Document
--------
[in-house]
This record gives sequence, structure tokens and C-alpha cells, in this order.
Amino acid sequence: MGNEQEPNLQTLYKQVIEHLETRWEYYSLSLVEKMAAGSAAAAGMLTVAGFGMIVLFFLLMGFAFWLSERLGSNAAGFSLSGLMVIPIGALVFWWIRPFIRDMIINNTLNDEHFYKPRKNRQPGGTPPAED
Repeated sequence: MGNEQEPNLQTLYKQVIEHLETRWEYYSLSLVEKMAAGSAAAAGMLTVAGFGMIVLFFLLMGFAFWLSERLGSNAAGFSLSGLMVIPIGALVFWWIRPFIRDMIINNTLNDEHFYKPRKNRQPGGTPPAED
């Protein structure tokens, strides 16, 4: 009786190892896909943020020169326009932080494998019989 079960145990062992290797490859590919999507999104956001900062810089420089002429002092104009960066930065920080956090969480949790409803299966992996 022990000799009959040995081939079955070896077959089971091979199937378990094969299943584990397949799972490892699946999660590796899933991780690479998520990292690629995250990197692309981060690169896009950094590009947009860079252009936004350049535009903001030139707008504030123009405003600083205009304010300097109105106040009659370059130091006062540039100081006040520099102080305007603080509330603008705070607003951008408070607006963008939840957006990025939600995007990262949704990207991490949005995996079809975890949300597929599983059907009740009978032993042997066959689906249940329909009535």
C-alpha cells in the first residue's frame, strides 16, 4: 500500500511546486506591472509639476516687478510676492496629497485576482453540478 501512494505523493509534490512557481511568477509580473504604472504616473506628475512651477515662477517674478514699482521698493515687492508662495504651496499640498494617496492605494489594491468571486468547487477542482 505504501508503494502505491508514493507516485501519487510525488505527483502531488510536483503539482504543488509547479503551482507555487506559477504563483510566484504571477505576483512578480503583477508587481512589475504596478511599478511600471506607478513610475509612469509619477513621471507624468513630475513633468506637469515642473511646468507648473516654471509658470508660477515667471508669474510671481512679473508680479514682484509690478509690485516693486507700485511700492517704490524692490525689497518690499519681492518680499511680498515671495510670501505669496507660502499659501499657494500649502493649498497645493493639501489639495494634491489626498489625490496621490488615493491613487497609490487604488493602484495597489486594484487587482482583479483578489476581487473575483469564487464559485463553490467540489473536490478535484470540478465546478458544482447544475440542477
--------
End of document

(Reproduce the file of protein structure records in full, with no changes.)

[in-house]
This record gives sequence, structure tokens and C-alpha cells, in this order.
Amino acid sequence: MGNEQEPNLQTLYKQVIEHLETRWEYYSLSLVEKMAAGSAAAAGMLTVAGFGMIVLFFLLMGFAFWLSERLGSNAAGFSLSGLMVIPIGALVFWWIRPFIRDMIINNTLNDEHFYKPRKNRQPGGTPPAED
Repeated sequence: MGNEQEPNLQTLYKQVIEHLETRWEYYSLSLVEKMAAGSAAAAGMLTVAGFGMIVLFFLLMGFAFWLSERLGSNAAGFSLSGLMVIPIGALVFWWIRPFIRDMIINNTLNDEHFYKPRKNRQPGGTPPAED
């Protein structure tokens, strides 16, 4: 009786190892896909943020020169326009932080494998019989 079960145990062992290797490859590919999507999104956001900062810089420089002429002092104009960066930065920080956090969480949790409803299966992996 022990000799009959040995081939079955070896077959089971091979199937378990094969299943584990397949799972490892699946999660590796899933991780690479998520990292690629995250990197692309981060690169896009950094590009947009860079252009936004350049535009903001030139707008504030123009405003600083205009304010300097109105106040009659370059130091006062540039100081006040520099102080305007603080509330603008705070607003951008408070607006963008939840957006990025939600995007990262949704990207991490949005995996079809975890949300597929599983059907009740009978032993042997066959689906249940329909009535």
C-alpha cells in the first residue's frame, strides 16, 4: 500500500511546486506591472509639476516687478510676492496629497485576482453540478 501512494505523493509534490512557481511568477509580473504604472504616473506628475512651477515662477517674478514699482521698493515687492508662495504651496499640498494617496492605494489594491468571486468547487477542482 505504501508503494502505491508514493507516485501519487510525488505527483502531488510536483503539482504543488509547479503551482507555487506559477504563483510566484504571477505576483512578480503583477508587481512589475504596478511599478511600471506607478513610475509612469509619477513621471507624468513630475513633468506637469515642473511646468507648473516654471509658470508660477515667471508669474510671481512679473508680479514682484509690478509690485516693486507700485511700492517704490524692490525689497518690499519681492518680499511680498515671495510670501505669496507660502499659501499657494500649502493649498497645493493639501489639495494634491489626498489625490496621490488615493491613487497609490487604488493602484495597489486594484487587482482583479483578489476581487473575483469564487464559485463553490467540489473536490478535484470540478465546478458544482447544475440542477